Russell Westbrook, Paul George call out Zaza Pachulia for “dirty” fall on Westbrook

Associated Press
Leave a comment

Zaza Pachulia has a reputation. The league even created a rule — the “Zaza rule”  — after he stepped under Kawhi Leonard last playoffs and twisted the forward’s ankle, ending Leonard’s playoffs and the Spurs chances.

Then Saturday night, as the Warriors pulled away in the second half and routed the Thunder, this play happened, where Pachulia fell on Westbrook’s leg.

While there was some contact, was that really enough to knock Pachulia over? It doesn’t look like it, it looks intentional, but remember Pachulia falls into a lot of guys — including Kevin Durant last season. This, however, was ugly.

After the game Westbrook and Paul George called Pachulia out.

Even the Celtics’ Kyrie Irving chipped in on this.

It will be interesting to see if the league does follow up. There is some history here.

After two lopsided losses to OKC, Kevin Durant leads Warriors rout

1 Comment

OAKLAND, Calif. (AP) — Kevin Durant scored 28 points for Golden State while avenging an embarrassing home loss to his former Oklahoma City team earlier this month and another on the road in November, leading the Warriors past the Thunder 112-80 on Saturday night.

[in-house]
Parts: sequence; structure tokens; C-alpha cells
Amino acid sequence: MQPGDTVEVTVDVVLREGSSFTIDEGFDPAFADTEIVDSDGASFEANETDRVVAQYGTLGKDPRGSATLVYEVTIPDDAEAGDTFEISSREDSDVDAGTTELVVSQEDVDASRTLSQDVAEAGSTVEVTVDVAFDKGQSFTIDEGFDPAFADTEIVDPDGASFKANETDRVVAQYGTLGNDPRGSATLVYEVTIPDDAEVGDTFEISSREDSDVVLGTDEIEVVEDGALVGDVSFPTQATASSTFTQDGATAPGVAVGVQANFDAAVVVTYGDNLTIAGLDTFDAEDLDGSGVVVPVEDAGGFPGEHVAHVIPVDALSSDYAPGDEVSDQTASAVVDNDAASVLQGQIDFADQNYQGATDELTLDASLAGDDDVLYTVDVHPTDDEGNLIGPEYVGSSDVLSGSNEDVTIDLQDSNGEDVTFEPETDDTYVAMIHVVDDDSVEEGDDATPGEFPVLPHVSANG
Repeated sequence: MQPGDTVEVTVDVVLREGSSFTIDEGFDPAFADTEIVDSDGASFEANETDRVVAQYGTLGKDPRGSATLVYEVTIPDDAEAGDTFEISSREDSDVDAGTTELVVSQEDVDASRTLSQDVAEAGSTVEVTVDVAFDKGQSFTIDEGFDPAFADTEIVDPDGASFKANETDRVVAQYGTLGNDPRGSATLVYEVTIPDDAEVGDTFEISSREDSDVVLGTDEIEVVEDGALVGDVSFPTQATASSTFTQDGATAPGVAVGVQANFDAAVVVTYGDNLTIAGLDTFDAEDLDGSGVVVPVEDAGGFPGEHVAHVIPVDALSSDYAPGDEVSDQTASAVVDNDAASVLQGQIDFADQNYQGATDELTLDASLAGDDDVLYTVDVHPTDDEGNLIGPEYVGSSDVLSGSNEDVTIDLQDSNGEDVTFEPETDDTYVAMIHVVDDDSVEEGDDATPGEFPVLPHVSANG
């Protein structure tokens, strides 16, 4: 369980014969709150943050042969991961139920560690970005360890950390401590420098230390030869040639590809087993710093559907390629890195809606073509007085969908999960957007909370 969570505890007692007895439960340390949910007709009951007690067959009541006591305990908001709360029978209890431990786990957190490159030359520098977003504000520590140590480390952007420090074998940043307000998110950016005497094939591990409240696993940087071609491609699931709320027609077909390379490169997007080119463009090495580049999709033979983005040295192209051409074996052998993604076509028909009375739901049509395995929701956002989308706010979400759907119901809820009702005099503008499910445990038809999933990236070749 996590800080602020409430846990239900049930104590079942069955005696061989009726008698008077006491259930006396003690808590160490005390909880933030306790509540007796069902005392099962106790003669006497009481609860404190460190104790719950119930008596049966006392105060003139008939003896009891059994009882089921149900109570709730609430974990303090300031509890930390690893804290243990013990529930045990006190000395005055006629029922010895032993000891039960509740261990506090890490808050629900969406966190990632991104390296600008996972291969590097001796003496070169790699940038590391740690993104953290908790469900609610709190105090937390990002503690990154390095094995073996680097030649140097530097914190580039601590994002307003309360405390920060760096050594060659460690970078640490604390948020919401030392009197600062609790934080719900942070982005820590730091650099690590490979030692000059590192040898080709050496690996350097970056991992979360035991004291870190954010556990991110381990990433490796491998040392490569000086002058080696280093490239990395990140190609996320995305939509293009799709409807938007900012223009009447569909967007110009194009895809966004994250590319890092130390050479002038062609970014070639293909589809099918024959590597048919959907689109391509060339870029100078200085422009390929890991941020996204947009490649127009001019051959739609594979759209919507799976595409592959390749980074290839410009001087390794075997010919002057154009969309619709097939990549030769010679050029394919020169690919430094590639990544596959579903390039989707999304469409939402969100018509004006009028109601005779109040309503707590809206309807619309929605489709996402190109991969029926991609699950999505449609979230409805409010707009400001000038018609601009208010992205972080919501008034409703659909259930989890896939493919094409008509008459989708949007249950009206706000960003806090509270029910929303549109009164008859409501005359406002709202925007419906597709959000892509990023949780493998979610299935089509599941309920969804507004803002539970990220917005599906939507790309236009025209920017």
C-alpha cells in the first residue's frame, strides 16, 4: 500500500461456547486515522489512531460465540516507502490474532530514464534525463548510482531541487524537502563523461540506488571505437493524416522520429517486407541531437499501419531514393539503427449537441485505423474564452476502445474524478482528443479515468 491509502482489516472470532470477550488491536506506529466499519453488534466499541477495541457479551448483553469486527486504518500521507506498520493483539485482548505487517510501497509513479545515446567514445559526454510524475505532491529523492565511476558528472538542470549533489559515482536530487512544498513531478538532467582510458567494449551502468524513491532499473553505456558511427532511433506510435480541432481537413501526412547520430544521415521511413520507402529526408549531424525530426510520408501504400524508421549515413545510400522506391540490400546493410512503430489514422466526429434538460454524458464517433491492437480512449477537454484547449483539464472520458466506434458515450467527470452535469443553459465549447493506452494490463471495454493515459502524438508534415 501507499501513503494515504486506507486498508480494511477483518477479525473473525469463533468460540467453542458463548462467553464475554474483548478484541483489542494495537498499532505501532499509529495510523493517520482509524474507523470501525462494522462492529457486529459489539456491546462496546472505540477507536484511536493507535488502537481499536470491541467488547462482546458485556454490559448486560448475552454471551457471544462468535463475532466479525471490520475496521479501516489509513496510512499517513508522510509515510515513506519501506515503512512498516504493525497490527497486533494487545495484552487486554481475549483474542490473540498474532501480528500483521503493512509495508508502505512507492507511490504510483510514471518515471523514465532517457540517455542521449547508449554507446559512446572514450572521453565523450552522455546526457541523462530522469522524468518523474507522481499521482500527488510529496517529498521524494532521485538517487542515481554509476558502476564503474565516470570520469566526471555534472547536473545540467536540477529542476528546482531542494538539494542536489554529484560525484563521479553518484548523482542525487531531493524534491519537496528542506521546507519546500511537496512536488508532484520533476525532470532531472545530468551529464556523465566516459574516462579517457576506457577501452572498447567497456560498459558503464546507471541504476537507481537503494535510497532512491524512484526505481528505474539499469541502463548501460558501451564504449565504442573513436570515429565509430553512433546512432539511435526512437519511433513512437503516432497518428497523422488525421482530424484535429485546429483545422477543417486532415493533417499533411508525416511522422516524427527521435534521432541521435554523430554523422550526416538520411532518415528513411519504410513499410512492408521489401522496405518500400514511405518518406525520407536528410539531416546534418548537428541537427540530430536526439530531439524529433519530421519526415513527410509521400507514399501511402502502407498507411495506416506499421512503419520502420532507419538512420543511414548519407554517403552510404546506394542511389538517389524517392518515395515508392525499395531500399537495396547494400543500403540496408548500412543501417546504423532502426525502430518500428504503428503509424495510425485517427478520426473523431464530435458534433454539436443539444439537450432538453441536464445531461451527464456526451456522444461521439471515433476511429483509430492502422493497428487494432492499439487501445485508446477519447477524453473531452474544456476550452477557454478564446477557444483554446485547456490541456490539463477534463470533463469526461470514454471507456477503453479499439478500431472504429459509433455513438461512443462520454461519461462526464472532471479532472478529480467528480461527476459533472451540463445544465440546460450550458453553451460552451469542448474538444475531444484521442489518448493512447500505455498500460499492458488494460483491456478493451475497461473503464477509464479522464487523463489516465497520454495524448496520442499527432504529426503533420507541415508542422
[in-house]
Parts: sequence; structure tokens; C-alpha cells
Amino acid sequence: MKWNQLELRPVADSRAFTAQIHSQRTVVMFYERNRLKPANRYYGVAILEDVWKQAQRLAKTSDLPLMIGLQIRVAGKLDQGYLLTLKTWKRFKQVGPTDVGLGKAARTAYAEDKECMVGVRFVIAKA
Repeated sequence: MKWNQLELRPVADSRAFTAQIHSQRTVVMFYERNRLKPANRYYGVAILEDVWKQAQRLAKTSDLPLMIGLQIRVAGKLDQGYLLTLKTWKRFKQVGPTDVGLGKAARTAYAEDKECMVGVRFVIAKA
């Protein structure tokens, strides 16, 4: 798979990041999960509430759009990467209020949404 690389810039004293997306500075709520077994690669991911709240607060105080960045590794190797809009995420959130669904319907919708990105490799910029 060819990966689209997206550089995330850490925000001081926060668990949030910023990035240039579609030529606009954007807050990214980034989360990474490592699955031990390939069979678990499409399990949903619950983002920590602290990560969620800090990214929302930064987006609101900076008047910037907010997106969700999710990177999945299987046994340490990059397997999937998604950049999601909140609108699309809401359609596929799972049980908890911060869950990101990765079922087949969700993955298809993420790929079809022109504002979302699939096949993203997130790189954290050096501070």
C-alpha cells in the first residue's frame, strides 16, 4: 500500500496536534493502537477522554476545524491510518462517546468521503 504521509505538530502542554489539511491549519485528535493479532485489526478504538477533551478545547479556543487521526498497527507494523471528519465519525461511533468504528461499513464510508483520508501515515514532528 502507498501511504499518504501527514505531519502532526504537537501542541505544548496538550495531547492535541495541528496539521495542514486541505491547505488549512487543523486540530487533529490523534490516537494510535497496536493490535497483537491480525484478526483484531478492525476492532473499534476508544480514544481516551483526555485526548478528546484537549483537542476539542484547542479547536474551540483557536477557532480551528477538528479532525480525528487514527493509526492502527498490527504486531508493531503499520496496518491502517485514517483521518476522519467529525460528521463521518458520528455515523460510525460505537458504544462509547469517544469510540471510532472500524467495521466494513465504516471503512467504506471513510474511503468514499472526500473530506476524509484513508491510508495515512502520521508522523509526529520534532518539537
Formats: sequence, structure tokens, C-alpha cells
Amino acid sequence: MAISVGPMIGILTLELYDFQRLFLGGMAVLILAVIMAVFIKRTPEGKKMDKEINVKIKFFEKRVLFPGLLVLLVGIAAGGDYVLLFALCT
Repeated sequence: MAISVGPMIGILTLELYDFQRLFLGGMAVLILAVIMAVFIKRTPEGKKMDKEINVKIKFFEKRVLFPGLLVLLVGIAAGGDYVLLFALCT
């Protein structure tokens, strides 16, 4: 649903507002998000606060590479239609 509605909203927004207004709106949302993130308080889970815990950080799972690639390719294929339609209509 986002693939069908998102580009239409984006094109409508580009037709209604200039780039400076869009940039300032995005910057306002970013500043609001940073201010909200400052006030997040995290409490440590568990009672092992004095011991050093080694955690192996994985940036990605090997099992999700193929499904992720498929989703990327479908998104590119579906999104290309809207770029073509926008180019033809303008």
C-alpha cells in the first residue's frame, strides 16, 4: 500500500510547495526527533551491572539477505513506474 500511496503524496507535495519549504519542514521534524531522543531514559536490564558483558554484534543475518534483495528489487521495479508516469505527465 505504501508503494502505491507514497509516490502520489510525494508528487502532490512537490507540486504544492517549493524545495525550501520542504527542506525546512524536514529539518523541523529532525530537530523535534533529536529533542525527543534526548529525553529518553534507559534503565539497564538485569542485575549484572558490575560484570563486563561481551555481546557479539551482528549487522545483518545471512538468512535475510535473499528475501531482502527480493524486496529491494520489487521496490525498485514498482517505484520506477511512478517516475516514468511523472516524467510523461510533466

Stephen Curry added 21 points with five 3-pointers, nine rebounds, six assists and three steals as Golden State put on the kind of defensive performance coach Steve Kerr has been seeking from the defending champs.

Russell Westbrook had 15 points, 12 rebounds and seven assists for Oklahoma City, which failed to reach 100 points for the first time in the last five games. The Thunder had scored at least 100 in 14 of their last 16.